Rock Crab vs. Dungeness: Legs in Relation to Survival
A rock crab’s legs are typically covered in tiny spines, while those of a Dungeness crab are spine-free. This spiny feature is a key disparity between the two types of crabs. The purpose of the spines is to provide defense against predators. The lack of spines on the legs of a Dungeness crab makes them more vulnerable to predators, but their large size helps make up for this lack of additional armor.
The spines on the legs of a Rock crab can also help it to grip onto rocks and other substrates, versus the Dungeness crab, which alternately relies on its claws for locomotion. In short, the presence or absence of spines on the legs of these two crab species is indicative of their contrasting ecological niches.
Rock Crab vs. Dungeness: Swimming Ability
Rock crabs are better swimmers than Dungeness crabs. They are often seen in tidal pools and estuaries, whereas Dungeness crabs are more commonly found in bays and along the coastline. Rock crabs alternately use all eight legs for swimming, whereas Dungeness crabs only use six. This gives rock crabs an advantage in speed and agility in the water. Consequently, they are better able to escape predators and find food.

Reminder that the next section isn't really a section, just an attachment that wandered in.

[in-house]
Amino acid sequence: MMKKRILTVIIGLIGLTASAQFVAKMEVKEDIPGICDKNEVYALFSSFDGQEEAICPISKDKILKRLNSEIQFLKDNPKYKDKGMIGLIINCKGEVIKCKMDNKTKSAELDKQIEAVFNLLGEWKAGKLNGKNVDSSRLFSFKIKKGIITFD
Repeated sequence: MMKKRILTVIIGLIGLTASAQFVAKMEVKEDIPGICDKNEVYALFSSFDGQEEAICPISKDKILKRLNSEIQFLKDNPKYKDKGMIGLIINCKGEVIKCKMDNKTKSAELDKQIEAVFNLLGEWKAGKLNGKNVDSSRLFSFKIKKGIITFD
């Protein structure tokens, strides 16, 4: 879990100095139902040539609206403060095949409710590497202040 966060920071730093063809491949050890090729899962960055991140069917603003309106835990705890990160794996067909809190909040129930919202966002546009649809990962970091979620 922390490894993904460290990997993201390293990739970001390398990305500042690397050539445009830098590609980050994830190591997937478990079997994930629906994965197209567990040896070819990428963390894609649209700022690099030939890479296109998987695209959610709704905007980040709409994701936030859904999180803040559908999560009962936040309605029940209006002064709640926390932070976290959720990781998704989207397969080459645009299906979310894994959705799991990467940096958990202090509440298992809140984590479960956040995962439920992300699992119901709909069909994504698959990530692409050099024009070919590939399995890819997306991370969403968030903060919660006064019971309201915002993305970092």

In addition, the rock crab shell is narrower and more streamlined than the Dungeness crab shell, streamlining its shape so it is easier to move through the water. They can also hold their breath for more extended periods. Dungeness crabs, on the other hand, are better at digging and burrowing. They are also more resistant to cold water temperatures. Ultimately, these characteristics make rock crabs better swimmers than their Dungeness counterparts.
Rock Crab vs. Dungeness: Gender Identification
It is relatively easy to identify the gender of a rock crab as the male has large, flat-topped claws. However, it can be more challenging to determine the gender of a Dungeness crab. The best way to tell them apart is by looking at the underside of the crab’s body – males have a sizeable sternal plate, while females have a smaller one.
You can also look at the crab’s gonopods on the fifth pair of legs. The male’s gonopods are curved, while the females are straight.